The Michigan Supreme Court in Hastings Mutual Insurance Co. v. Mosher Dolan Cataldo & Kelly, Inc.
, No. 149201, peremptorily reversed the decision of the Court of Appeals and held that an insurer has a duty to defend, despite theories of liability asserted against the insured that are not covered under the policy, if there are theories of recovery that fall within the policy. The Court further held that where this duty to defend exists, an insurer is not entitled to restitution of erroneously paid benefits.
Hastings Mutual Insurance Co. issued defendant Mosher Dolan Cataldo & Kelly, Inc. (MDCK) commercial general liability insurance. MDCK sought defense and indemnity coverage under the policy in relation to an arbitration proceeding brought by defendants Lisa and David Feinbloom against MDCK. The Feinblooms claimed that their custom home built by MDCK became infested with mold due to MDCK’s negligent construction. However, Hastings asserted that because the damage occurred in 2003, and because the policy for 2003-2004 included a Fungi Exclusion, there was no duty to defend. The Court of Appeals agreed with Hastings and found Hastings entitled to judgment as a matter of law on the issue of duty to defend because the Feinblooms’ claims for fungi damage were excluded from coverage. Moreover, the court found Hastings had a right to restitution of benefits erroneously paid to MDCK as defense costs when Hastings had no duty to provide a defense.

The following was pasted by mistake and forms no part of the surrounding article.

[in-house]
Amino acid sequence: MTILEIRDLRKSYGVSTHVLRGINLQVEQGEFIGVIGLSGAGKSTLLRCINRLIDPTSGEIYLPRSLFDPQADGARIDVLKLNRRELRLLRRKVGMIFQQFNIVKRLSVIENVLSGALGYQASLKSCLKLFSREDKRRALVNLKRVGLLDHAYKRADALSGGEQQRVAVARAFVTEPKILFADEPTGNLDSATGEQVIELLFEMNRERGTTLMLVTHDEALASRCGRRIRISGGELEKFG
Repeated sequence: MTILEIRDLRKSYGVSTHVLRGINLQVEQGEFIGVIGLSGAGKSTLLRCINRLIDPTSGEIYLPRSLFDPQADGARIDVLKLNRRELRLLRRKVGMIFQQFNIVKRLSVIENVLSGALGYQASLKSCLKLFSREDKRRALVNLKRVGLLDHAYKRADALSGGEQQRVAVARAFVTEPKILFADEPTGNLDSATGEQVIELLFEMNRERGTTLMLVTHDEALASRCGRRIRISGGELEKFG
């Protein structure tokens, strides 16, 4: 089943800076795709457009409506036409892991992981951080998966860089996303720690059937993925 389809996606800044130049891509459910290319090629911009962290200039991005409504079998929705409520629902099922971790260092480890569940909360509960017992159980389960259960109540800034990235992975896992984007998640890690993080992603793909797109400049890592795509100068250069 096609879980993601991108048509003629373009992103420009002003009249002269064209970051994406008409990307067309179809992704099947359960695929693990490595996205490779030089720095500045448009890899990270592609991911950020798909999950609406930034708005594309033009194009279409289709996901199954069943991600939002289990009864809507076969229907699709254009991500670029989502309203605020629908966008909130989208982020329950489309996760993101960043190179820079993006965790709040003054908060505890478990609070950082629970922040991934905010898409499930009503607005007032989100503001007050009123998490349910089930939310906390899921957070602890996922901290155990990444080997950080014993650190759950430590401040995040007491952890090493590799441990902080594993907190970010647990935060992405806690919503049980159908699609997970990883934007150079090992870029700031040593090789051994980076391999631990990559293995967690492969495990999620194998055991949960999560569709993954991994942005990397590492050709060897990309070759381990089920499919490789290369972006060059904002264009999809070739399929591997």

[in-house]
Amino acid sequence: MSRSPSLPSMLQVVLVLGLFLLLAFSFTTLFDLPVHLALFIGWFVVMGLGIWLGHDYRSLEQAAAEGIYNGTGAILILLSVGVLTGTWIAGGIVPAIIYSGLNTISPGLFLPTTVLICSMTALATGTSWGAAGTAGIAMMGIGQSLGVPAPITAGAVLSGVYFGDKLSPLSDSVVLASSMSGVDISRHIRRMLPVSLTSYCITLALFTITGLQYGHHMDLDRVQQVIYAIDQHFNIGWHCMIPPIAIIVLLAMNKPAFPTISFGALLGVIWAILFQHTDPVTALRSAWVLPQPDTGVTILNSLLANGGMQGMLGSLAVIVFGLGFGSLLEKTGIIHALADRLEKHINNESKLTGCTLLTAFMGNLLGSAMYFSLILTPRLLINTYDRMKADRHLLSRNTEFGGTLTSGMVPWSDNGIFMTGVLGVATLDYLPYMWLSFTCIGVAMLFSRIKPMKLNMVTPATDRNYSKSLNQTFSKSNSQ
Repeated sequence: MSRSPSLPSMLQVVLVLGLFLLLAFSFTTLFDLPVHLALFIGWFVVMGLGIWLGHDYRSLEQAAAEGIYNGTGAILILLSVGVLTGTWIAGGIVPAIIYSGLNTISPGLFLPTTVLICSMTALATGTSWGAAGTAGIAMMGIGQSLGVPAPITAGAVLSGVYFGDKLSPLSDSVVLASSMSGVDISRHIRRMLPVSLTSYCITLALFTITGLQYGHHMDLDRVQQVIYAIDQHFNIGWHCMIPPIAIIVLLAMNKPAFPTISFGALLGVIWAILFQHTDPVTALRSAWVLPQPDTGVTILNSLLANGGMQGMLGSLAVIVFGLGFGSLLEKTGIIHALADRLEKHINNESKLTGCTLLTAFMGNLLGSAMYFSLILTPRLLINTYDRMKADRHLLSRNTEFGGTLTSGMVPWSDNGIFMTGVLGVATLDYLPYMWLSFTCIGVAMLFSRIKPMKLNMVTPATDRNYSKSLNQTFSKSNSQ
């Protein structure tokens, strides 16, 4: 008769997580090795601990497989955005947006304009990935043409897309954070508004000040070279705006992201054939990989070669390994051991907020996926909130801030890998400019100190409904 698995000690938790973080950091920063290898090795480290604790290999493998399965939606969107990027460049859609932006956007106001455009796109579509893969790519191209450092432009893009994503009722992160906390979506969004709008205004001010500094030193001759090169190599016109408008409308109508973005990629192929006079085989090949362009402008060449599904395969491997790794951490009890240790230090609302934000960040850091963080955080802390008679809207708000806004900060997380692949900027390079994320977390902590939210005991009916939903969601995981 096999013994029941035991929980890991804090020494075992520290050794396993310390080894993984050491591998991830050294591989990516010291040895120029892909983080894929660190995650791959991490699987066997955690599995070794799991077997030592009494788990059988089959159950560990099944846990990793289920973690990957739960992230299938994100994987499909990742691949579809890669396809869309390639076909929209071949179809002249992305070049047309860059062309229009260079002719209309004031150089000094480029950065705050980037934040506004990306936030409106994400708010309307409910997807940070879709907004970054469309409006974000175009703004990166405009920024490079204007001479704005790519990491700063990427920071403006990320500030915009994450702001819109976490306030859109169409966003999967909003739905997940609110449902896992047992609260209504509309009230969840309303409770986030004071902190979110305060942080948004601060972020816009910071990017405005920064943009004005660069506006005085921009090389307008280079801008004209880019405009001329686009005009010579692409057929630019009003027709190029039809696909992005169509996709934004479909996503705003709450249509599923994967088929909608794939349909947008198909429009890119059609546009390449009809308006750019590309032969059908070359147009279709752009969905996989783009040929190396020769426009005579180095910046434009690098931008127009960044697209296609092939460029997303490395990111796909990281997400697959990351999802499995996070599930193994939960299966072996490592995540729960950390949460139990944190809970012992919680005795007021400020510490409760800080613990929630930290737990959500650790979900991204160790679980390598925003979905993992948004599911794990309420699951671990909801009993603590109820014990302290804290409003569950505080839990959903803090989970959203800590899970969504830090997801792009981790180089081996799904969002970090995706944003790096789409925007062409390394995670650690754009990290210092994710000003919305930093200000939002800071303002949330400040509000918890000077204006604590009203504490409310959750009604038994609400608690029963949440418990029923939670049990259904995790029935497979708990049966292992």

The Supreme Court peremptorily reversed and remanded the case reasoning that the claimants alleged water damage in the underlying arbitration case and that water damage to personal property was not excluded from coverage by any of the exclusions in Hastings Mutual’s policy. Therefore, although the Fungi Exclusion excluded coverage for some claims, Hastings had a duty to defend MDCK. And because Hastings had a duty to defend, it is not entitled to restitution.